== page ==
President Donald Trump’s latest nominee to a longstanding vacancy on arguably the most conservative appellate court explained his past writings critical of Obamacare and of scrutiny around voter ID laws as commentary on “live items for debate” when he was active in politics, and personal views wouldn’t influence his work as a federal judge.
“As a matter of policy and politics, I fully recognize that my role as a judge is completely different than the role as a commentator or as a politician in the legislative branch of government,” Cory Wilson said at his confirmation hearing before the Senate Judiciary Committee on Wednesday.
Wilson is up for a seat on the U.S. Court of Appeals for the Fifth Circuit that has been vacant since 2017. The previous nominee for that vacancy faltered over the concerns of two Republican senators, Ted Cruz of Texas and Josh Hawley of Missouri, that he wasn’t conservative enough.
Neither lawmaker expressed those concerns with Wilson at his hearing, congratulating him on his nomination and asking routine questions about conservative judicial philosophy. His confirmation is likely.
Members of the committee fell along party lines about whether Wilson’s views, documented in op-ed and Tweets, would impact his decision-making and impartially if confirmed to the New Orleans-based appellate court. Wilson is a current Mississippi state judge and a former state legislator.
While Democrats said his writings critical of Obamacare, LGBTQ issues, and questioning voter suppression claims were cause for concern, Republicans agreed with Wilson that his political leanings would be separate from his role as a judge.
Judiciary Chairman Lindsey Graham, R-S.C., bristled at the scrutiny Democrats applied to Wilson’s conservative leanings.
“Who do you think we’re going to pick? We’re going to pick people that think like us that will be good judges. And when you get in charge, if you ever do, you’re going to pick people from your world,” Graham said.
Sen. Dianne Feinstein, the top Democrat on the panel, specifically raised op-eds Wilson wrote in 2012, 2013 and 2014 when he was an attorney in private practice, encouraging the Supreme Court to strike down the Affordable Care Act. He called it “illegitimate” and “perverse.”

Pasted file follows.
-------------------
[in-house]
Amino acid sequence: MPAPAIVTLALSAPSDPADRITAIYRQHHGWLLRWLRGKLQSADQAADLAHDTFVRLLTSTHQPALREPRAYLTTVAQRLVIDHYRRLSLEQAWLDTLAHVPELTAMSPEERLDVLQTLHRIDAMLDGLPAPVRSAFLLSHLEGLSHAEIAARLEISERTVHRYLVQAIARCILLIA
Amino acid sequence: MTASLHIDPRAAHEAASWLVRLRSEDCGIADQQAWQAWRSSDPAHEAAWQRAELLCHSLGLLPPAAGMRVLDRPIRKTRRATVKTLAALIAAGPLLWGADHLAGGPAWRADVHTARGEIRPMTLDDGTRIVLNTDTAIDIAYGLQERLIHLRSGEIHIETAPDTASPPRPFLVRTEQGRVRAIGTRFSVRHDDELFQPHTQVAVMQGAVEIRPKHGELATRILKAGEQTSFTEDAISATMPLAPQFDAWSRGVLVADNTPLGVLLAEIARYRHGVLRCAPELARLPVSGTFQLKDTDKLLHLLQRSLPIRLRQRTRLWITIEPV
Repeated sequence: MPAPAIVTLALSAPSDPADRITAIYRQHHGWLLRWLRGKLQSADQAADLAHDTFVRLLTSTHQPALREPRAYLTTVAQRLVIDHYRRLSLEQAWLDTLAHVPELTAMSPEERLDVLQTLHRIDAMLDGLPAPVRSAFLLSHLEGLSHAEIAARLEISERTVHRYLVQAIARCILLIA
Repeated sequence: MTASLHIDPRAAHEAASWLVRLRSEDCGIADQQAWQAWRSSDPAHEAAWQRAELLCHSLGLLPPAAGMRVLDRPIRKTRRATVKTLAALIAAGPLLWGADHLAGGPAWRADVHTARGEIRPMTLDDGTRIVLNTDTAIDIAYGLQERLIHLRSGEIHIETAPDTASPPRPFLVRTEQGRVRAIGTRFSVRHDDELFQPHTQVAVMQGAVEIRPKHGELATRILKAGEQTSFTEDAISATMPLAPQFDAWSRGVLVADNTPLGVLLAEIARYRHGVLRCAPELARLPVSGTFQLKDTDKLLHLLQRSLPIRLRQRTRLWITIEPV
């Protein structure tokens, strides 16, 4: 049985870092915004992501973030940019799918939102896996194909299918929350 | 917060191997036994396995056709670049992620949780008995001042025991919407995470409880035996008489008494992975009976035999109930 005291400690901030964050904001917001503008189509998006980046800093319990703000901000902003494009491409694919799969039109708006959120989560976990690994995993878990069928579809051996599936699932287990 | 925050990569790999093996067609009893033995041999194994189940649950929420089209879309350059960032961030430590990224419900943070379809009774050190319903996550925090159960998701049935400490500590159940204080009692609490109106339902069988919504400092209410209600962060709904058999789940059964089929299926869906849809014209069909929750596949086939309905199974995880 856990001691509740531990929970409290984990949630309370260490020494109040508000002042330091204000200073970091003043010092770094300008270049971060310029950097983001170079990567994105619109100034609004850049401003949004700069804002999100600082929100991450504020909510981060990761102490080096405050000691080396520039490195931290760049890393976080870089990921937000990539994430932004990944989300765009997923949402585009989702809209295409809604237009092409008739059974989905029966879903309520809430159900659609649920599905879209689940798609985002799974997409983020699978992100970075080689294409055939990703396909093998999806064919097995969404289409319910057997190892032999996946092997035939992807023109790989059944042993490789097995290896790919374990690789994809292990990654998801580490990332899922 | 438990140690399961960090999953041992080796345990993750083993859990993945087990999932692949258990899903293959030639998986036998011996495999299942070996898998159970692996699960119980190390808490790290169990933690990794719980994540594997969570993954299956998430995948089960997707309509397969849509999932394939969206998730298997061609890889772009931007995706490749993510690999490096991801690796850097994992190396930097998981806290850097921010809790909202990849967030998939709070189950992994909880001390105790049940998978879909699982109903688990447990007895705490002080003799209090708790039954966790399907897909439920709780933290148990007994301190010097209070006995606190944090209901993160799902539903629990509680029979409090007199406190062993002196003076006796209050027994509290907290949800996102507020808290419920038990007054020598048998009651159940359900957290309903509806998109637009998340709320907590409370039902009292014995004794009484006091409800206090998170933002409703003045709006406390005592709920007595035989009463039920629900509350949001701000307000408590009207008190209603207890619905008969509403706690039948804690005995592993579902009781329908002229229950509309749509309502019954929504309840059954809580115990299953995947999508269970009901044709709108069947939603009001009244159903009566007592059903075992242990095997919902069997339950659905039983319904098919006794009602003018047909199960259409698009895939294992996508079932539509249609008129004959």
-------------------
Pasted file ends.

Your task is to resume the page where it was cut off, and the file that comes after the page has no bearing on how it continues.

Health care was a reoccurring issue for Democrats who said they didn’t want to confirm a nominee critical of the ACA during a pandemic.
That echoed criticism from another confirmation hearing. During the May 6 proceeding for U.S. Appeals Court for the District of Columbia Circuit nominee Justin Walker, his past comment about Obamacare were also under scrutiny from the Democratic members.
“It is interesting to note that in the Senate Judiciary in the last three weeks, this is the second time we’ve entered a nominee for a circuit court position who has spent so much of his life criticizing the Affordable Care Act,” Sen. Richard Durbin, an Illinois Democrat, said.
Walker’s past writings also struck a chord with Durbin. Wilson cited him in a 2012 op-ed for his work on the Judiciary Committee investigating voter suppression, calling hearings his subcommittee held “show hearings.”
Republican members of the committee took issue with the criticism, saying that judges should separate any political opinions they have in the first place.
“I personally struggle with any suggestion that your qualification or lack thereof to serve on the U.S. Court of Appeals for the Fifth Circuit has or ought to be influenced in any way shape or form by your political views,” Sen. Mike Lee a Republican from Utah said. If judging is done right, Lee added, politics shouldn’t be part of it.
The hearing occurred as the Senate confirmed two more of Trump’s nominees for federal district courts and shortly before he announced a new selection.
Anna M. Manasco was confirmed to the Northern District of Alabama, 71-21, and John F. Heil III to the Northern, Eastern and Western Districts of Oklahoma, 75-17. That raised Trump’s total confirmed district and appeals judges to 192.
The White House also announced Alabama Solicitor General Edmund LaCour is the planned pick for the Middle District of Alabama.
LaCour is a former Big Law attorney, having worked at firms like Kirkland & Ellis, Bancroft, and Baker Botts. He is one of many judicial picks who worked as a state solicitor general, and succeeded Trump Eleventh Circuit appointee Andrew Brasher in his current role.